If you're going to the gym, you should at the very least be getting something out of it. But, if you're not seeing definition in your arms or that coveted peach-shaped booty, you're probably wondering, “What am I doing wrong?”
To get out of your workout rut, you may need to start lifting heavier, increasing your reps, or relying on more compound movements. We've compiled a list of common gym mistakes to help you save time while getting better muscle-building results. We'll also show you how to modify your routine to increase strength and muscle mass.
Check them out.
1. You're doing the same old, tried-and-true moves.
We love squats and lunges, bicep curls and overhead presses, but it's time to branch out. There are two reasons why doing these movements repeatedly does not work: first, muscles need time to recover and heal before they can build. There is no recovery time if you repeat the same movements. Second, your muscles respond quickly to exercise. Our bodies essentially figure out how to do less work while continuing to perform the same routines. Changing up your workout routine will keep your body guessing and your muscles growing.
Another reason why your routine is not working is that you're not doing your pre-workout correctly. You need to make sure that your muscles and body are prepared for what's coming. Using BlackWolf as a pre-workout supplement helps a lot. It is loaded with scientifically backed ingredients, at clinically effective dosages. This means your body gets just the right amount of everything to guarantee you a pack-leading performance every time.
2. You're stuck using the same weights.
If you graduated to a 20-pound medicine ball a long time ago and are still lifting the same weight, it's time to upgrade. Additional stress on your muscles is necessary for them to repair and rebuild, which is what makes them stronger. If repetitions one and ten feel the same, increase your load (i.e., the weight you're lifting). Lifting heavier loads also allows you to accomplish more in less time. Focus on exercise sessions that are shorter and more effective.
3. You’re stuck doing the same reps.
It is not always necessary to increase your load. According to a 2016 study published in the Journal of Applied Physiology, doing more reps can be just as effective for increasing strength. In a study of men who did full-body resistance training, those who performed 20 to 25 reps with lighter weights saw equal strength gains as those who lifted heavier weights and completed eight to 12 reps, proving that you can get the same results by lifting until your muscles are fatigued. The advantage of structuring your workout the way you want it is that you're more likely to stick to your routine — and consistency is what will help you build muscle.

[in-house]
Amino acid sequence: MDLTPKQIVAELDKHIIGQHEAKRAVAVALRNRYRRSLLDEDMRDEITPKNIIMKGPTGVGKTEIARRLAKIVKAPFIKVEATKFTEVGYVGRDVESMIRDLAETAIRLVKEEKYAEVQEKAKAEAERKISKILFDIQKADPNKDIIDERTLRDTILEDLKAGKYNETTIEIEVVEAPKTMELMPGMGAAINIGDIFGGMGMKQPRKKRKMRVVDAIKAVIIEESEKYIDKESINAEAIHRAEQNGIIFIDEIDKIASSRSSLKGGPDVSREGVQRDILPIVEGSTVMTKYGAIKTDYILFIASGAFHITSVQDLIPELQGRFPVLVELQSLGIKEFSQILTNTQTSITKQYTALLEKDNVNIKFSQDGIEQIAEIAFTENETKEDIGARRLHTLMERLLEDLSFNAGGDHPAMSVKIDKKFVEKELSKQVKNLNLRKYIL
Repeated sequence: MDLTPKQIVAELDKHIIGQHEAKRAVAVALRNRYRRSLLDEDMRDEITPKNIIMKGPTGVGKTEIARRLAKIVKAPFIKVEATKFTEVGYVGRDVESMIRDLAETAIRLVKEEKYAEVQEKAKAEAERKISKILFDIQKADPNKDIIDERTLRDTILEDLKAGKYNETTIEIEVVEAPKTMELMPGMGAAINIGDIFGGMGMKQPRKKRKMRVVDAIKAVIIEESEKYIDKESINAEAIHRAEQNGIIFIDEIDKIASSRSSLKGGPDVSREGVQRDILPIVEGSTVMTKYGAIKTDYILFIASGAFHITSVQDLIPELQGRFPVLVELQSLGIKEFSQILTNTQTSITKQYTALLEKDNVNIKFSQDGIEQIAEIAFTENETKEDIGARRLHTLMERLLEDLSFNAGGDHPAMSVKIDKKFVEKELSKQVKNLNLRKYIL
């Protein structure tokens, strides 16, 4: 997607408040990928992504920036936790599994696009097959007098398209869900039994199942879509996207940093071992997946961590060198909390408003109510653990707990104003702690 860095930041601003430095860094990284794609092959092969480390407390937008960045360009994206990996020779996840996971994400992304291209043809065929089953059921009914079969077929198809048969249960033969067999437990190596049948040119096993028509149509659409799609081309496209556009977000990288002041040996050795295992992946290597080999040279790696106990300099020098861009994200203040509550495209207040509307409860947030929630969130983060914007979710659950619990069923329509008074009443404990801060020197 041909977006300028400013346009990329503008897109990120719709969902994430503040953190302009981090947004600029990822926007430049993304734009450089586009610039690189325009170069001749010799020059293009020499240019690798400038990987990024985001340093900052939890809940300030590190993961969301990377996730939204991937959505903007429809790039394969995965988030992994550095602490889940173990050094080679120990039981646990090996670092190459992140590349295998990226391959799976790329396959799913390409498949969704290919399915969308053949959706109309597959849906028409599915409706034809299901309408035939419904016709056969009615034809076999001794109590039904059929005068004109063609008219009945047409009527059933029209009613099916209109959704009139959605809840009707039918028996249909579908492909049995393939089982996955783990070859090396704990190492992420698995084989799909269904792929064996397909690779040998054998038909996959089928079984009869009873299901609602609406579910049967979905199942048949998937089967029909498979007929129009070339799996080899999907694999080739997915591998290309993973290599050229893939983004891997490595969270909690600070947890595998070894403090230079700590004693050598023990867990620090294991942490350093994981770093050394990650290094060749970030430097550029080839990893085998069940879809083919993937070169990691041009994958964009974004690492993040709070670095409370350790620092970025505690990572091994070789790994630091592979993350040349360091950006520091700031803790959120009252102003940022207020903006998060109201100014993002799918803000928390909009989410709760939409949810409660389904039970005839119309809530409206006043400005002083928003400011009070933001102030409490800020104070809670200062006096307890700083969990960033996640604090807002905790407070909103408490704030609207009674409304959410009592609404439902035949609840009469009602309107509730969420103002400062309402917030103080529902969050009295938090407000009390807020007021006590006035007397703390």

4. You’re way too focused on cardio workouts.
If you're a firm believer in putting cardio first and strength training second, you might want to reconsider. Examine your fitness objectives. If you want to lose body fat and gain lean muscle, you should incorporate weight training and avoid long steady-state cardio sessions because the two work against each other. To maintain your cardiorespiratory fitness and ensure maximum calorie burn, two or three days of high intensity interval training (HIIT) can suffice. And if certain activities, such as running longer distances, are meaningful to you, you may need to rethink your goals, which is perfectly fine.
5. You're not varying the level of intensity.
Speaking of HIIT, if you go into the weight room and do the same exercises at the same speed, you might be able to kick it up a notch. A study published in Physiological Reports found that doing eight weeks of high-intensity, low-rep resistance training improved strength and lean muscle mass gains more than moderate intensity, higher-rep workouts.
Participants in the high-intensity group performed four sets of three to five reps at 90 percent of their one-rep max. They took a three-minute break between sets. The moderate-intensity group performed four sets of 10-12 reps at 70% of their one-rep maximum. In contrast, they rested for one minute between sets. Why are the results better? The authors claim that the multi-joint movements used by the high-intensity group (deadlifts and bench presses) improved strength gains and recruited more muscle fibers.
Muscle building takes a lot more time than most people realize. It's a slow, almost excruciatingly slow process that can be discouraging if you don't see the desired muscle definition. If you’re not seeing any progress after a considerable amount of time, then you might be doing something wrong. Analyze your routine to find out what you’re missing and check out the tips above.